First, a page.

Carrboro Commune Announces Guerilla Gardening Day

Folks active with the Carrboro Commune have publicly announced an open day of guerilla gardening at 201 N. Greensboro St., one of the contested properties currently owned by CVS. The press release is below:

“On March 17, 2012, join us in Carrboro to grow plants and community through guerrilla gardening! The Carrboro Commune, an open affiliation of community members concerned about the corporate domination of public space, will collaborate with other local organizations to transform the unused lot at 201 Greensboro Street into a vibrant garden providing edible, medicinal, and beautiful plants for the general public.

201 Greensboro Street and surrounding properties are currently slated to be the site of a widely unpopular twenty-four-hour CVS megastore. Activists occupied the building on February 4, distributing a brochure explaining that, “Local residents have repeatedly expressed that the site should serve some kind of community interest rather than corporate profits… [Yet] the channels at Town Hall offer no meaningful way for affected community members to determine what should be here.” On March 17, in solidarity with a worldwide day of action against Monsanto and the worldwide movement for social and economic justice, we will oppose the power of corporations here in our community by reclaiming this space.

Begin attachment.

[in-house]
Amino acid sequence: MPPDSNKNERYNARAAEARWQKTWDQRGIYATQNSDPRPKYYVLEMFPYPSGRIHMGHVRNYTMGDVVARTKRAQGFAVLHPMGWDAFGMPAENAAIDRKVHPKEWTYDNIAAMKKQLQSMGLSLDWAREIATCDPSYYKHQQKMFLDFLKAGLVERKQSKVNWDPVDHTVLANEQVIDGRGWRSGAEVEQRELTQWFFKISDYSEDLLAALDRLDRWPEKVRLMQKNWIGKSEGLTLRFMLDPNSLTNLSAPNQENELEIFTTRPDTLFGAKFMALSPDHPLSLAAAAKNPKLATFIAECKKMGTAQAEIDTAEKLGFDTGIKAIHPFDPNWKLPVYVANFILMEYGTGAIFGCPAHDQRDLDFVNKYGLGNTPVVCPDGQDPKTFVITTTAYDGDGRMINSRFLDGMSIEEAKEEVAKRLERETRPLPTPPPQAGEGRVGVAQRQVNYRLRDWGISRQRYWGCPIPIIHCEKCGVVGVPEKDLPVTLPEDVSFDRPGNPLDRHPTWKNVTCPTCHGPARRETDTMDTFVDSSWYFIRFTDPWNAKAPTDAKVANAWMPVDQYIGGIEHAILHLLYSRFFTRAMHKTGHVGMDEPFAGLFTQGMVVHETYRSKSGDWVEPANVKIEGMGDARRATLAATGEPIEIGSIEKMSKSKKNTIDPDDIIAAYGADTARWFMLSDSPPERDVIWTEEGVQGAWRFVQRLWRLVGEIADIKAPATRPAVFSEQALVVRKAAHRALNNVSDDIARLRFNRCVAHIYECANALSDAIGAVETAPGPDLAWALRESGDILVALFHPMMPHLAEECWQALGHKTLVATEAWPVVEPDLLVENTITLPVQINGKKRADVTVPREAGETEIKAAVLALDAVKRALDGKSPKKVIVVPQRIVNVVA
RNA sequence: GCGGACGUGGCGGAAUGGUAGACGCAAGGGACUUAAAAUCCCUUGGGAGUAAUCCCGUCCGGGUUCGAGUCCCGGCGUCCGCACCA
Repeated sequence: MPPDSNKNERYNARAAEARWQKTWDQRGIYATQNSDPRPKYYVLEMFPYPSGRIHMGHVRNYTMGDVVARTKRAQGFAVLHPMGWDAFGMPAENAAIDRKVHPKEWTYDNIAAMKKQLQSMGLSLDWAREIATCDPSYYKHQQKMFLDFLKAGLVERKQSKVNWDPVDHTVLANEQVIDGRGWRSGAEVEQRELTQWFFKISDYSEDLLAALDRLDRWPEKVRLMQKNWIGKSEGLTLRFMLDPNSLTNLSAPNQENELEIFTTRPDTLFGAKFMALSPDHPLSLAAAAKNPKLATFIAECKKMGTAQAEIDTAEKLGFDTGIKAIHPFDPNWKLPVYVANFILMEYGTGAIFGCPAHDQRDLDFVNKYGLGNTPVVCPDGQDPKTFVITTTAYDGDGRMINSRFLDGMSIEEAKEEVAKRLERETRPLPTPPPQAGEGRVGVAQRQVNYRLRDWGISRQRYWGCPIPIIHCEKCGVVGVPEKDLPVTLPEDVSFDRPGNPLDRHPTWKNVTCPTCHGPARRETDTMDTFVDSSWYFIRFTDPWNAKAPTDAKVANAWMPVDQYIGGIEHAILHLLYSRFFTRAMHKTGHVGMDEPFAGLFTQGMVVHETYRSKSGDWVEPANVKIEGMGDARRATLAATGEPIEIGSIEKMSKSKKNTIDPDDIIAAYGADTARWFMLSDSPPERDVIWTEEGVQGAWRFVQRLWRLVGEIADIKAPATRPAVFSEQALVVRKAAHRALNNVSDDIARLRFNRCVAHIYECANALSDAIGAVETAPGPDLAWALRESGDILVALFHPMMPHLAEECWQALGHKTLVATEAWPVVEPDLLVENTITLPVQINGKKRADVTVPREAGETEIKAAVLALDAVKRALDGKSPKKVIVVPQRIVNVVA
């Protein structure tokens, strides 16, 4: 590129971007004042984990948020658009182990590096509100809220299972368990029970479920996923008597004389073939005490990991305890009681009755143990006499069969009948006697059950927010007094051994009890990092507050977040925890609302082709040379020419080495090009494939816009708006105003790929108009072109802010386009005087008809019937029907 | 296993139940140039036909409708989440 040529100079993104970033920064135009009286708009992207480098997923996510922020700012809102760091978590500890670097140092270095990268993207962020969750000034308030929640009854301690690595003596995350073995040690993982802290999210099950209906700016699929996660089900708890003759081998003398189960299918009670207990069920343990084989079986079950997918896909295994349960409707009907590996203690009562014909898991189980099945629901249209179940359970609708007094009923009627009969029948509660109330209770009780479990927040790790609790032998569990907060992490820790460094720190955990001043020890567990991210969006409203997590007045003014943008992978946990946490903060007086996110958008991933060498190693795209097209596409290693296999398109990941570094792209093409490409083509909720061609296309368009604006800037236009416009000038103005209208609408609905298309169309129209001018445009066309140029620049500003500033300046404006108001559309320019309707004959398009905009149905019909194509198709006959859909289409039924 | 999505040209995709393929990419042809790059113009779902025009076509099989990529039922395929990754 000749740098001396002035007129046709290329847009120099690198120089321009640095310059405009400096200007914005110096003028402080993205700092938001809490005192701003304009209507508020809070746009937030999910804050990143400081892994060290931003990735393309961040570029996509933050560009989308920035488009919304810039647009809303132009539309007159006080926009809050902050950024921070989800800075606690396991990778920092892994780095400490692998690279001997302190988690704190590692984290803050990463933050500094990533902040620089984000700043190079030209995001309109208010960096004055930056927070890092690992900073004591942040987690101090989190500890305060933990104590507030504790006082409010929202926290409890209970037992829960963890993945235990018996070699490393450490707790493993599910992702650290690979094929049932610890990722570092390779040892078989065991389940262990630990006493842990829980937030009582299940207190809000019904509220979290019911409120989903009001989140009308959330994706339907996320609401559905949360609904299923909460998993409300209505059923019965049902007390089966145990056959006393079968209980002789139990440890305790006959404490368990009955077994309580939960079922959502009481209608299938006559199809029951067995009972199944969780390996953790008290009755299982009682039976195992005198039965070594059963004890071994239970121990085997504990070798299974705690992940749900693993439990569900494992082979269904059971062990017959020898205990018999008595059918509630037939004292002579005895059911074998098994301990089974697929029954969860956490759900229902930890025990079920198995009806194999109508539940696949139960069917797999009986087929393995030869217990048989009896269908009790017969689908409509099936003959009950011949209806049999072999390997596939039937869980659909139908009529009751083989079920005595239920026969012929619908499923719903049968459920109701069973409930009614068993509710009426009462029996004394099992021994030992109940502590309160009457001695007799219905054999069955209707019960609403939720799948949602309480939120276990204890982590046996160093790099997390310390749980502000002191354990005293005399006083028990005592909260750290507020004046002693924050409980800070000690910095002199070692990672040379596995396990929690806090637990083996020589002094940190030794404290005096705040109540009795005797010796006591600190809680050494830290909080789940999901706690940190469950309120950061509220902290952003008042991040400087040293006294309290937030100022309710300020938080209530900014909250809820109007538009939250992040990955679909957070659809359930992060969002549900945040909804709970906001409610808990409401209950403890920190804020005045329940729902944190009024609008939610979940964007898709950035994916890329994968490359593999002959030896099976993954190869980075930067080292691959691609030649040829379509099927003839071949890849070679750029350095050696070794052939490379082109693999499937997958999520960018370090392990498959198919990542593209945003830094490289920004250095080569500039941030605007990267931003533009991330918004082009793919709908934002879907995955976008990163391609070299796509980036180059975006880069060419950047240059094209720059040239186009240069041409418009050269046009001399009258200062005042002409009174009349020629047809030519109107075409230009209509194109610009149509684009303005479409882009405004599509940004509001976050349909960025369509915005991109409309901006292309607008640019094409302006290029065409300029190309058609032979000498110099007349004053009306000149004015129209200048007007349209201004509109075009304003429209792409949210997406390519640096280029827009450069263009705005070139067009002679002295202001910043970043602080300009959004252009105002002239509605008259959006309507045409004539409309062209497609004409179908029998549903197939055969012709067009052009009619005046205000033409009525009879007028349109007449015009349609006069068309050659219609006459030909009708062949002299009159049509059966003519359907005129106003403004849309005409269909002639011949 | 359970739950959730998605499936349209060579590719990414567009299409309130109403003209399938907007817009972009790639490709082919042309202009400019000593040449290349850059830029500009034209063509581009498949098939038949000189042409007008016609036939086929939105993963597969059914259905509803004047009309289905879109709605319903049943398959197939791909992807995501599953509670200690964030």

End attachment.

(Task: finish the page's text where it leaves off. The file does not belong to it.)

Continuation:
Carrboro Commune representatives will attend the neighborhood meeting at Carrboro Town Hall on February 8 to announce this Day of Action.

Press Contact:

Maria Rowan


Media coverage of the announcement can be found at:


Posted on February 7, 2012, in Uncategorized. Bookmark the permalink. 2 Comments.

  1. If these kids decide to plant a “community garden” on this site my dog will be graciously adding to the daily and nightly watering tasks of this “community garden”.

    Who are these kids, anyway? Trust funders from out of town? First , they’re demanding a communty center across the street from our existing community center, and now they want to start a community garden down the street from our existing community garden. Are they really stupid or just from out of town?

    • Probably some fertilizer would be helpful, thanks!

      And no, these were town residents.

      Are you suggesting the one small garden you cite grows enough food already for the town? Do you think that one “community center” (owned by the government, expensive to rent out, rarely used, hardly run by “the commmunity” in any real sense) is all we should have?

      While on that subject, how about the CVS we ALREADY HAVE across the street, the new massive walgreens being built on franklin, the OTHER new walgreens just put on franklin…….

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